Whether you look at listed equities or the bond market, the now almost universal consideration of ESG criteria by investors has had a significant impact, first on the way companies communicated, then on their decision-making, and finally on their strategy. ESG considerations affect the cost of financing, the ability to self-finance via bond issues or IPOs, and also the value of securities on the secondary secondary market.

quote

Green, social and sustainability bonds revive a form of capitalism where the investor has full knowledge of what they are financing, and not just of the company and the management to whom they are entrusting their funds.

Bertrand Rocher, Fixed Income Portfolio Manager quote

This increased perception of ESG criteria by investors is gradually making misguided projects less attractive and facilitating access to financing for projects oriented towards sustainable development. And while investors’ impact on this asset class may appear diluted, it is also much broader, because it inspires large-scale change in our economies. These capital allocation choices are a key component of the impact regulated markets have.

However, markets are not always rational, and these movements could result in excessive discrepancies between the valuation of assets and their economic reality, leading to the emergence of a ‘green bubble’ for instance, in which weak projects were overvalued.

Naturally, this should be avoided. A real transformation of the economy can only take place through projects that are both sustainable-development oriented and economically sound.

In this respect, we believe Mirova's twofold expertise in the realms of both financial and extra-financial analysis is essential when it comes selecting our investments.

Additionality through engagement

Looking beyond the allocation of capital, we believe investors may influence listed companies through individual and collective engagement actions with their management. Such an approach alone cannot constitute the core of a responsible investment approach, but it certainly plays a part. Here, two characteristics of any engagement bear close attention. Firstly are the expectations associated with the engagement, which can be determined by an analysis of an investor’s voting policy.

Today, 99% of such policies remain based on the classic doctrines of shareholder governance, according to which management's role is to maximise profit for shareholders.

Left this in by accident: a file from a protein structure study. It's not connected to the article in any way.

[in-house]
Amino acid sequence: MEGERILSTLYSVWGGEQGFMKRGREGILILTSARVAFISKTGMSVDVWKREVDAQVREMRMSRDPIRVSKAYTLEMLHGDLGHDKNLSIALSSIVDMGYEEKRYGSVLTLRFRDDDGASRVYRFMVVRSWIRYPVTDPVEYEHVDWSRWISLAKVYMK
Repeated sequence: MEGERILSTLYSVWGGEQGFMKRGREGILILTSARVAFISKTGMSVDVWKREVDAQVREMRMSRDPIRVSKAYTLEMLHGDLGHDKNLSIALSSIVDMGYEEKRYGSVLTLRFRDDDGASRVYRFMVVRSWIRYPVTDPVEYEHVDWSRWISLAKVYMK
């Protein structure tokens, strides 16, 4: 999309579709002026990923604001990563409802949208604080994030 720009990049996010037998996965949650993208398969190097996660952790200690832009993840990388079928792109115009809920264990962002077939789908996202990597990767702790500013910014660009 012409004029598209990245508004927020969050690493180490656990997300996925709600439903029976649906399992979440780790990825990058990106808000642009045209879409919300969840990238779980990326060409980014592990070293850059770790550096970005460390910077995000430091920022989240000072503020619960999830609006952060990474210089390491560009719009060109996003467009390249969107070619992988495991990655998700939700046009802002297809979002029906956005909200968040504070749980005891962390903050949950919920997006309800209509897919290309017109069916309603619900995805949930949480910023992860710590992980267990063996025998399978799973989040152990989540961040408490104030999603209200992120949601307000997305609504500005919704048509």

In order for engagement to have an impact, voting policies must follow suit, placing greater emphasis on sustainable development issues. The second element to consider is the consistency of engagement topics with an investor’s investment policy.

Obviously, if the engagement carries no consequences in terms of voting or investment, it risks being all talk, with no impact.

Our engagement actions are a cornerstone of our approach as an impact investor. We maintain an ongoing dialogue with each of the companies and projects in which we invest. We are also involved in market engagement initiatives, for example on the topics of gender equality in the workplace and the need to measure listed companies’ impact on biodiversity.

quote

Exercise of voting rights can foster the emergence of best practices on sustainable development issues by mobilising investors.

Clémence Peyraud, Product Specialist, Listed Strategies quote

Impact as an asset management company per se, a further form of additionality

At Mirova, we believe that our impact transcends the weight of our assets under management. The creation and development of a player entirely dedicated to financing sustainable development, responding to a different logic from that of the vast majority of the market, demonstrates to financial players and investors that risk/return ratios is not an inexorable force and that a different investment rationale is indeed possible. Coupled with high standards, the generalisation of an impact investment approach to all asset classes also proves that the impact is not the sole purview of unlisted companies.

Moreover, the ability to innovatively structure financing so as to encourage the emergence of players and sectors that are as yet poorly or insufficiently served is a highly distinguishing feature. Whether it be our early investments that helped launch the renewable energy sector in France, our 90/10 funds which fostered the development of responsible employee savings and supported social and inclusive entrepreneurship, or our involvement in the financing of nature-based solutions and natural capital, Mirova has always sought to open up new areas of impact investment.

And last but not least, we actively engage in advocacy with regulators and market players to work towards a generalisation of sustainable practices in finance.

In order for engagement to have an impact, voting policies must follow suit, placing greater emphasis on sustainable development issues. The second element to consider is the consistency of engagement topics with an investor’s investment policy.